However, even in my unhealthy family, had i dated before i moved away i would have had some "protection" from making bad choices & being with people whom i did not understand their motivations. I would have had some experience in how to handle other people & how people related to one another. Waiting until after i was 18 & living on my own to navigate those waters was a BAD thing.

I believe that "causal dating" among teens - really casual as opposed to becoming "serious" helps teens to understand relationships & how to relate to others & how to develop boundaries. Maybe this isn't needed in healthy families &/or children who grow up with siblings of the opposite sex. However, it would have been a vital learning process for me & dating was devastating for me without that understanding of people.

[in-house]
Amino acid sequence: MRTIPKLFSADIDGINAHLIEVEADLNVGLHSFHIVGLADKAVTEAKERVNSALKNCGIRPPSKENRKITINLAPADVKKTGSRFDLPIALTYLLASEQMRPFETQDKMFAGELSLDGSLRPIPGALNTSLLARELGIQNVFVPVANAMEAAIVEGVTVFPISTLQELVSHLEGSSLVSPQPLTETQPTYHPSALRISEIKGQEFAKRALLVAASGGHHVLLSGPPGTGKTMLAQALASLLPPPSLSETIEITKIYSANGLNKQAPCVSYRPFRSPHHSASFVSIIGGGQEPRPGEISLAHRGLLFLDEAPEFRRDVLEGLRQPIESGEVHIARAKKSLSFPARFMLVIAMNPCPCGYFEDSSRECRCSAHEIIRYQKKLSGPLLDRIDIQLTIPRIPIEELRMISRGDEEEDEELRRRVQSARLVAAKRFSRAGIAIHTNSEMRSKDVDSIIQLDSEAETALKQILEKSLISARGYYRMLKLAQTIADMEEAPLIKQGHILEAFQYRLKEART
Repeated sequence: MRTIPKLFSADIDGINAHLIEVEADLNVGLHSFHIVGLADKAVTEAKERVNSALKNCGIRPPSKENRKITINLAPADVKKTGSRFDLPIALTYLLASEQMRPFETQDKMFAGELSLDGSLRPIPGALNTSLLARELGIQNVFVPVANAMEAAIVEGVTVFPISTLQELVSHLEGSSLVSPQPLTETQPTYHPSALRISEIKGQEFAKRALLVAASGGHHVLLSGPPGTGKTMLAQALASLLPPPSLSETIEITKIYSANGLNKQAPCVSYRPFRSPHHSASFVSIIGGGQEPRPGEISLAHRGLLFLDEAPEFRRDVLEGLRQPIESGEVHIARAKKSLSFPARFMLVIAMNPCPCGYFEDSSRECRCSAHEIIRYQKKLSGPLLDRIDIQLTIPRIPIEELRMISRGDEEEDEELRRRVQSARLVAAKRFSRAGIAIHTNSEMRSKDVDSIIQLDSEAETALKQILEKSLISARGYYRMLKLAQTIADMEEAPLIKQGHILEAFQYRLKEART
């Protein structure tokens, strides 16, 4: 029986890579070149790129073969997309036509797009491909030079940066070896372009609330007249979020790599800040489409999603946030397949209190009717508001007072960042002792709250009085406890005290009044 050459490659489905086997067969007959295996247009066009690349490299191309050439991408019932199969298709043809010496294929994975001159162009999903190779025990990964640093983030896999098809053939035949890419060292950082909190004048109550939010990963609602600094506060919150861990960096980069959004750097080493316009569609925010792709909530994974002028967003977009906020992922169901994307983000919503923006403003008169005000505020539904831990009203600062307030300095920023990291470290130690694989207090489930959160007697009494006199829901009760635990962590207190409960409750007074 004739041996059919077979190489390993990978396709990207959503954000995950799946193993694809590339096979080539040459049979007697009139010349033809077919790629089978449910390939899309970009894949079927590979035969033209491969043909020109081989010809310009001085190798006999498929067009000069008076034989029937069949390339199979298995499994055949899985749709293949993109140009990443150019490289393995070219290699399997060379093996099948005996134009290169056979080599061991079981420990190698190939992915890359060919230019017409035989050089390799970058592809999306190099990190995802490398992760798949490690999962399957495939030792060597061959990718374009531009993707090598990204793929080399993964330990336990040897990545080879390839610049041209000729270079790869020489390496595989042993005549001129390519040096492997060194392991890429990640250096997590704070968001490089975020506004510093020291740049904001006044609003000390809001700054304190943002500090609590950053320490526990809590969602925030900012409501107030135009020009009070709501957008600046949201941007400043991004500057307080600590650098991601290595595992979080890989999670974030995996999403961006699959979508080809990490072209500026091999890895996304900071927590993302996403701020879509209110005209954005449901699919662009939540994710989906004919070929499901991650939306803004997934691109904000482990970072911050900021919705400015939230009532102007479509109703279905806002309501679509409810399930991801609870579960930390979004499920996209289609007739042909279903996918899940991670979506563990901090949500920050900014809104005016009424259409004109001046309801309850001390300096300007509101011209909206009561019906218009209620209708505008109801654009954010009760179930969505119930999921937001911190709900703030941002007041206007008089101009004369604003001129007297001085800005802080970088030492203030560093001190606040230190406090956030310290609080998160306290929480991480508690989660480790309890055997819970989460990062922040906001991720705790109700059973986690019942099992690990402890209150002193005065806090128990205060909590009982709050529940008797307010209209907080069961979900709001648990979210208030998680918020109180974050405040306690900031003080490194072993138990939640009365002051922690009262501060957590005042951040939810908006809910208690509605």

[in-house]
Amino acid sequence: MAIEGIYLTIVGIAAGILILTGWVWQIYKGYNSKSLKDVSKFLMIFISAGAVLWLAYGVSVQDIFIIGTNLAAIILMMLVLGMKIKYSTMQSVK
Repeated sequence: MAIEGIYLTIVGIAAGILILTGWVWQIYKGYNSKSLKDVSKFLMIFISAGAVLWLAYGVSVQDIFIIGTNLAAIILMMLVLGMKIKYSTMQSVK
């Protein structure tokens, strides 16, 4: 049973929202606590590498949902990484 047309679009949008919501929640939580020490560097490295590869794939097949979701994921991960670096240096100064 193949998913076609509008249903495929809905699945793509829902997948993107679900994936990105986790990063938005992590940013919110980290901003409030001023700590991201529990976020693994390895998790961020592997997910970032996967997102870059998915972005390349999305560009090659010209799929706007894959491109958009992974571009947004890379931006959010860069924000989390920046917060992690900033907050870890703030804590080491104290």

Persuaded said...

Well gracious me, what a timely topic.

Last night, my son took his sister to her ballet class (it's only a block away, so this basically consists only of walking her over, helping her untie her shoes, sitting in the waiting area until class is over, helping her re-tie her shoes, then walking her home.) According to other adults present, he was literally swarmed with young girls from age 10-14yo... giggling, flirting and "asking to be his friend." Now, I'm sure they were very sweet nice little girls... and honestly I don't blame them for having a hard time resisting the appeal of my handsome and charming son;-D.. but the kid is only 11yo for crying out loud! We sat down last night and had a chat about the whole dating thing and we're ok for now, but I'm not deluded enough to think that this won't come up again and again and again. The neighbor boy- a sweet adorable kid- is "dating" girls already, many of whom are years older than he is. EEEEEEEk! I'm tempted to wrap my son in cotton wool for the next decade... or at least dress him like a complete dork or maybe not supply him with deodorant and personal hygiene products*... anything to keep this whole issue at bay.